Bribery in Chinese Preschool

We’re on Day 40 of the Varsity Blues college admission bribery scandal here in the USA.

Now from BBC:

A photo exhibition of pupils’ family cars organised at a preschool in the city of Shenzhen in southeast China has provoked a heated debate on class discrimination in schools.

The activity was widely seen as the collection of financial information about the pupils’ families.

Many people took to China’s Twitter-like platform Weibo to air their concerns that favouritism based on wealth is becoming entrenched in the country’s education system.

Following the outcry, the local authority stepped in to ban the project.

The idea here was that the teacher would use this information to be better able to shake down families for bribes.

The controversial homework was assigned by Lihai Chuncheng Preschool on an online parents chat group. The teacher emphasised that the photos must show “a real car, and not a toy car”.

One of the parents, who suspected a more sinister motive behind the educational activity, posted a screenshot on Weibo.

….And last year, a mother in Heilongjiang province complained that her daughter was “shame paraded” through classrooms because she didn’t give the teacher a gift.

The fear of unfair treatment is such that almost half of Chinese parents surveyed have resorted to “bribing” teachers in 2018, according to the Global Times newspaper.

I first read about the lavish gifts that Chinese parents give to elementary and preschool teachers in Lenora Chu’s amazing book, Little Soldiers.

“How’s Rainey doing with recorder play?” asked Teacher Song, the master teacher of my son’s Shanghai kindergarten class.

It was odd, manipulative: Teacher Song and I both knew my son Rainey, then 4, hadn’t yet mastered rhythm. Teacher Song continued. “When I pay attention to Rainey, he plays certain notes. He’s not bad when he concentrates,” she said, as she suddenly glanced behind me, as if to confirm the hallway was empty.

“Would you like me to spend some extra time with him?” she queried, searching my face.

“Oh!” Immediately, I understood. It was cultural code: “Extra time” meant a teacher’s attention for a little cash. It was an invitation to step into China’s education grey zone, an illicit world of gifting for favors, gifting for a teacher’s attention, gifting for grades. Once you pass through, you cannot easily turn back. The parent-teacher relationship is forever altered.

I had a decision to make.

Gifting has long wielded immense power in Chinese society. This quality, coupled with China’s runaway consumer culture, has made a greasing of the palms in relationships important to you, a part of everyday life.

Because, in China, education is so important to life prospects — fail a test called the gaokao and a kid won’t go on to a regular college — there’s no more imposing figure than your child’s teacher.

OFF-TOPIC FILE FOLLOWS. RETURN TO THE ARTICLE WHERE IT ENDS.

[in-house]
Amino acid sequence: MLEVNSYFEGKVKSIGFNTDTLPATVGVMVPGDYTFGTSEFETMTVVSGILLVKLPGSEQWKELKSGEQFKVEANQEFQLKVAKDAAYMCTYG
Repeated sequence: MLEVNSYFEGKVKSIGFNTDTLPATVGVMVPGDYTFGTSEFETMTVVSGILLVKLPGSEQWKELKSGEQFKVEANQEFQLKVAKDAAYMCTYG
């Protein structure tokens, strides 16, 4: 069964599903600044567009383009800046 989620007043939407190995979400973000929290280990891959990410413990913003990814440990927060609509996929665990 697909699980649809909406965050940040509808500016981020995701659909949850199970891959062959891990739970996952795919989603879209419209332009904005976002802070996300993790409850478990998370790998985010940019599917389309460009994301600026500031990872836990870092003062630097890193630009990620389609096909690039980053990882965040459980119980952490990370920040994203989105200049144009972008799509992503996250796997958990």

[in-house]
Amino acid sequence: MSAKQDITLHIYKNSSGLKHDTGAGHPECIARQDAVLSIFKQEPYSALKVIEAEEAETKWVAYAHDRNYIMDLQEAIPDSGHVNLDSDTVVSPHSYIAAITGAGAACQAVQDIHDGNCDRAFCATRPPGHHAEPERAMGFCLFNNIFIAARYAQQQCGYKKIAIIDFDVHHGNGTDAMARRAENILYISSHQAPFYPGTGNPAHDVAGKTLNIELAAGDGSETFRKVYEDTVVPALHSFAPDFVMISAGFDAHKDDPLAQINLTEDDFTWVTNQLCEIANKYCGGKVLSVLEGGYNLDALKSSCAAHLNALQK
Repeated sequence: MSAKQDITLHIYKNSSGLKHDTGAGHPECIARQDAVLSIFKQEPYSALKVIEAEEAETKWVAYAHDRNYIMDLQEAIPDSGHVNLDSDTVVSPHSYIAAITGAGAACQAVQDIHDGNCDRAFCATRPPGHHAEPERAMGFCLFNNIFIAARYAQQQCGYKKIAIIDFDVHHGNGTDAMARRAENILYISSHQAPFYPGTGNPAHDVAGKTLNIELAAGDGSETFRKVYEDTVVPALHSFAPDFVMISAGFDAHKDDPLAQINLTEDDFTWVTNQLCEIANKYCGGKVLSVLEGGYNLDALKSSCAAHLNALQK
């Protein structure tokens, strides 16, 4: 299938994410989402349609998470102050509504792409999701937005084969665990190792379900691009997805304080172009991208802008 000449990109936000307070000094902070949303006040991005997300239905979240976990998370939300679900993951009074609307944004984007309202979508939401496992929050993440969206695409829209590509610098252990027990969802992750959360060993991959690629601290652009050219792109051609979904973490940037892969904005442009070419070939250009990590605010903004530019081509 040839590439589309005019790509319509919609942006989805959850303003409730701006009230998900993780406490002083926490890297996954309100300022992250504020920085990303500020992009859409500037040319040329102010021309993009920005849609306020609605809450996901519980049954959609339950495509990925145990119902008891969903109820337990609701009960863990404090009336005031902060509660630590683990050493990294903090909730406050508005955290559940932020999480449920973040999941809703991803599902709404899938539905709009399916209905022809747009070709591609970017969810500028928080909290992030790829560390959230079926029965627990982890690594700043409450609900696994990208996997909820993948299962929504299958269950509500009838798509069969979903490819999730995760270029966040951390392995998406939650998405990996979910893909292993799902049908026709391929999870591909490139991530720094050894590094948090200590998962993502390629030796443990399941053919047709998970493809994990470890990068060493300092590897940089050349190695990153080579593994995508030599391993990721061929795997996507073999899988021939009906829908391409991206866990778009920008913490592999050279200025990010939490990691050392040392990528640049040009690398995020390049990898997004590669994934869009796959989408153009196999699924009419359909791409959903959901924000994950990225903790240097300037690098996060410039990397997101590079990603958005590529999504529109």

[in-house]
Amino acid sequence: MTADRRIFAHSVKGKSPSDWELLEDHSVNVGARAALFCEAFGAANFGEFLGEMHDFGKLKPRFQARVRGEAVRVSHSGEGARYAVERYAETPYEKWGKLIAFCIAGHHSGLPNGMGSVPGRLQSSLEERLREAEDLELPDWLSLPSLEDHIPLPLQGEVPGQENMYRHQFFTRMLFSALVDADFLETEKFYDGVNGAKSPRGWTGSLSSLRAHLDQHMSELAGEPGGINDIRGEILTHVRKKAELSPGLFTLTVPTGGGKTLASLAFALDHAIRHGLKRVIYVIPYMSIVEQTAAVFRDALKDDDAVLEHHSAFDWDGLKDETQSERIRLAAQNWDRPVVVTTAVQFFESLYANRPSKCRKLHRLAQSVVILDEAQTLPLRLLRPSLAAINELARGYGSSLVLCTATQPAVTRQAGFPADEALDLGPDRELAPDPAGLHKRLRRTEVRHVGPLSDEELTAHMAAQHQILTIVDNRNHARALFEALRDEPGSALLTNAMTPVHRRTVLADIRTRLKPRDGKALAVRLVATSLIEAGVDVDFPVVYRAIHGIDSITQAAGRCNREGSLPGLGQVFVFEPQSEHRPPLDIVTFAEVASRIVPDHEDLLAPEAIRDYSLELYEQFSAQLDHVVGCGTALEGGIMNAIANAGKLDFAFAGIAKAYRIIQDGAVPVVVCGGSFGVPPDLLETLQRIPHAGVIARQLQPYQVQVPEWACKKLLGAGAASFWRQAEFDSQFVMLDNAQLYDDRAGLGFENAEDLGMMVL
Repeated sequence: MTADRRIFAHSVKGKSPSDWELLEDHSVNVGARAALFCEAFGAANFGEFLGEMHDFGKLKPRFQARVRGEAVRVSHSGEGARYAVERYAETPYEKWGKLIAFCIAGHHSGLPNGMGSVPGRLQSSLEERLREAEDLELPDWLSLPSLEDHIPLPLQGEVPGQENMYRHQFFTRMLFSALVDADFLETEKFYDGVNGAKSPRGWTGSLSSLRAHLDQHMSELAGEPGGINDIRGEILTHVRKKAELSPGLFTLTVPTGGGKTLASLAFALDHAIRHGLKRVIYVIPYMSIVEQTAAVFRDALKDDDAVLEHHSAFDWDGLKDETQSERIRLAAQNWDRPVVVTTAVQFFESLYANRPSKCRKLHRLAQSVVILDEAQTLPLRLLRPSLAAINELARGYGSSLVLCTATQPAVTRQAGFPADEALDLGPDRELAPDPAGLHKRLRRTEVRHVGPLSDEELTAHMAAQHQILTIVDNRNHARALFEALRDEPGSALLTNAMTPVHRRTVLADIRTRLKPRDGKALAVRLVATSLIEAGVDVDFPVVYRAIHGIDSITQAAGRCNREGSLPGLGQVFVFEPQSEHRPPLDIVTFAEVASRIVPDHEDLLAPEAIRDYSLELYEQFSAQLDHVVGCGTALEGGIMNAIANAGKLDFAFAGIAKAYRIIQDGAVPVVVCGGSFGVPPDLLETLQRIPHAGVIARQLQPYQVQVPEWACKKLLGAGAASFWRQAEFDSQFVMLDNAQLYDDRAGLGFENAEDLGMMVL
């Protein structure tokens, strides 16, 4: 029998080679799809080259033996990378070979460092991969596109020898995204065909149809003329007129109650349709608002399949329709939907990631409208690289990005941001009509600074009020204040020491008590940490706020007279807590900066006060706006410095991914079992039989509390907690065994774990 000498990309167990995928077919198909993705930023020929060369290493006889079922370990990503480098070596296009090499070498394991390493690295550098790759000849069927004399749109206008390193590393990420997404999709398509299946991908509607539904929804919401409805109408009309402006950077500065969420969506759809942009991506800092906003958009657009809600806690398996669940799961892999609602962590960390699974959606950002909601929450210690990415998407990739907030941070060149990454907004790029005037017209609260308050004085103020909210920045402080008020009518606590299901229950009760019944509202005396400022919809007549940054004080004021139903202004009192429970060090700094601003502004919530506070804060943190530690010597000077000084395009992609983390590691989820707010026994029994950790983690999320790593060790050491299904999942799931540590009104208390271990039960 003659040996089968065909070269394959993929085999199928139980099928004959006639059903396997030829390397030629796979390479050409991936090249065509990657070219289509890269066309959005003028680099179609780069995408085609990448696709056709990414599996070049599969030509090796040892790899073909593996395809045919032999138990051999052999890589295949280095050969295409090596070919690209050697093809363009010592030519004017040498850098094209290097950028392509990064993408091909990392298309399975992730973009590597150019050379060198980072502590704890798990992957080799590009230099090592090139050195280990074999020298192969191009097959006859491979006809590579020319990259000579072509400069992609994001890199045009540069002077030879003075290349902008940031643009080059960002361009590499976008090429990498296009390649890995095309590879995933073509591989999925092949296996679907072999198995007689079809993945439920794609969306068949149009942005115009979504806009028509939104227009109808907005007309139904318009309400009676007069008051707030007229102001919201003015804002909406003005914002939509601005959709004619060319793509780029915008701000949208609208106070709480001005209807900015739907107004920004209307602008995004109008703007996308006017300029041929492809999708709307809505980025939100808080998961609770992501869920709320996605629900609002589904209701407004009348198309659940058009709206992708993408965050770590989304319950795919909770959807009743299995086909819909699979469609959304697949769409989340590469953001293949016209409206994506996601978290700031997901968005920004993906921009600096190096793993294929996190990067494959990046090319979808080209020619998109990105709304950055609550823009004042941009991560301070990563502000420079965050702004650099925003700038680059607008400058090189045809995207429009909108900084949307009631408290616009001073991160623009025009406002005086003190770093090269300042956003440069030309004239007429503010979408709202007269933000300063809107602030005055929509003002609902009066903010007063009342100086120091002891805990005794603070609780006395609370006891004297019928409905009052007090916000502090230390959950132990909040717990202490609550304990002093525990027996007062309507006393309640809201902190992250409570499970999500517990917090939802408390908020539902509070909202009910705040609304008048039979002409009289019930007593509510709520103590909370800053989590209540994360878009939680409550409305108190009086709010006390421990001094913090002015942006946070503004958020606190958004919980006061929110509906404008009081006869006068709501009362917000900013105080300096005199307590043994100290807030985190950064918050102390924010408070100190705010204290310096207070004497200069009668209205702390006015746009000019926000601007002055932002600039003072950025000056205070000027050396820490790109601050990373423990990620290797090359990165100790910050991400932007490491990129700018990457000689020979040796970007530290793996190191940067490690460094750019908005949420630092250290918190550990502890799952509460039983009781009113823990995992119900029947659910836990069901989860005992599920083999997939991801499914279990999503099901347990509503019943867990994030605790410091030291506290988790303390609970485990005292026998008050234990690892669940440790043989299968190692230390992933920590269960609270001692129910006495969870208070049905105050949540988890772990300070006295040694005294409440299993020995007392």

Gifting has long wielded immense power in Chinese society.

“Louis Vuitton, Prada, L’Occitane, Clinique, Godiva,” one Chinese parent told me, ticking off the Western luxury items she liked to bestow on her daughter’s master teacher.

Gifting inside a schoolchild’s journey might start innocuously, like a pineapple cake to a principal or teacher, which he or she graciously accepts. It’s just a token of appreciation, yet, a microscopic line has been crossed.

Then, you hear that Nong Nong’s mother delivered cash in a red envelope, and shortly thereafter you notice the boy got a front-row seat in math class. (Your boy sits in back, where it’s harder to hear.) Soon, you find yourself shopping for Tory Burch for a teacher gift at Chinese New Year.

It seems to me that the advantages gained are smaller than the harm delivered to outlier kids whose parents give no gifts and the teacher picked on. Scarring.

The system favors well-funded parents, whose children might be granted a fast pass onto the highway of individual attention and opportunity. A girl I’ll call Amanda suffered because her parents didn’t play the game. Always the best student, she nevertheless found herself a subject of her primary school teacher’s constant rage. Not once was she selected for class leadership.

“We never paid,” Amanda told me, eyes lowered. “Later, did your parents regret not participating? Not playing the game?” I asked.

Amanda stared into her coffee and nodded once.

I talked to 2 young entrepreneurs about helping them open a preschool in Shenzhen. We never got to the finish line. But in my notes I’d wondered about how to properly ban this practice in a culturally acceptable way. I haven’t yet seen an estimate of additional income that teachers receive. But if you have 10 students and get $500 each, that’s $5,000 on top of an average teacher salary of $20,000. Would we charge more upfront in tuition to pay teachers more, to thereby make up for lost gift income?

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